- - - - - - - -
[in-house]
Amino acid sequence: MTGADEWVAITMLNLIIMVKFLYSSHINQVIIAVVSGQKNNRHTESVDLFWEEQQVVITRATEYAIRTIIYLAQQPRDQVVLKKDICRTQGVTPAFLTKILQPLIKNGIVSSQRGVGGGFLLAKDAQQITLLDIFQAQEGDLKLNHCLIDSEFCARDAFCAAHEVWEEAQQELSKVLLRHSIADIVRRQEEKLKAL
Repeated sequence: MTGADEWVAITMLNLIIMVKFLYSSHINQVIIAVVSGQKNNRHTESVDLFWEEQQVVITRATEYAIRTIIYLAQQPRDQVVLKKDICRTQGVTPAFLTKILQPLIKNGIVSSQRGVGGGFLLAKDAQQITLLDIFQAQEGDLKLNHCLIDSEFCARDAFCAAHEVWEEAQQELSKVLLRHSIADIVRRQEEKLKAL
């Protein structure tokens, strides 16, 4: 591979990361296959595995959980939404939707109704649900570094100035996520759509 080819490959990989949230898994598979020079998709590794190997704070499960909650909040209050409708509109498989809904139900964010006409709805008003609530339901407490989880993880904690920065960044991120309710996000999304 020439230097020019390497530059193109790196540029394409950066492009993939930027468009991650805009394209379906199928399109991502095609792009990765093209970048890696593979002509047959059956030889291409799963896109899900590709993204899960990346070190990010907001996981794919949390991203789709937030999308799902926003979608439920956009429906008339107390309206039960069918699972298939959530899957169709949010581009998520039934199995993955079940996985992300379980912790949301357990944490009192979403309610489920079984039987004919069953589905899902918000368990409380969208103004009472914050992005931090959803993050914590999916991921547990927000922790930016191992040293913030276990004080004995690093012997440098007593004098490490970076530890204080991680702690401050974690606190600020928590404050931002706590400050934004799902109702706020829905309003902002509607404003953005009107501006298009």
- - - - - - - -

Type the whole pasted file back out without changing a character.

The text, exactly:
[in-house]
Amino acid sequence: MTGADEWVAITMLNLIIMVKFLYSSHINQVIIAVVSGQKNNRHTESVDLFWEEQQVVITRATEYAIRTIIYLAQQPRDQVVLKKDICRTQGVTPAFLTKILQPLIKNGIVSSQRGVGGGFLLAKDAQQITLLDIFQAQEGDLKLNHCLIDSEFCARDAFCAAHEVWEEAQQELSKVLLRHSIADIVRRQEEKLKAL
Repeated sequence: MTGADEWVAITMLNLIIMVKFLYSSHINQVIIAVVSGQKNNRHTESVDLFWEEQQVVITRATEYAIRTIIYLAQQPRDQVVLKKDICRTQGVTPAFLTKILQPLIKNGIVSSQRGVGGGFLLAKDAQQITLLDIFQAQEGDLKLNHCLIDSEFCARDAFCAAHEVWEEAQQELSKVLLRHSIADIVRRQEEKLKAL
């Protein structure tokens, strides 16, 4: 591979990361296959595995959980939404939707109704649900570094100035996520759509 080819490959990989949230898994598979020079998709590794190997704070499960909650909040209050409708509109498989809904139900964010006409709805008003609530339901407490989880993880904690920065960044991120309710996000999304 020439230097020019390497530059193109790196540029394409950066492009993939930027468009991650805009394209379906199928399109991502095609792009990765093209970048890696593979002509047959059956030889291409799963896109899900590709993204899960990346070190990010907001996981794919949390991203789709937030999308799902926003979608439920956009429906008339107390309206039960069918699972298939959530899957169709949010581009998520039934199995993955079940996985992300379980912790949301357990944490009192979403309610489920079984039987004919069953589905899902918000368990409380969208103004009472914050992005931090959803993050914590999916991921547990927000922790930016191992040293913030276990004080004995690093012997440098007593004098490490970076530890204080991680702690401050974690606190600020928590404050931002706590400050934004799902109702706020829905309003902002509607404003953005009107501006298009």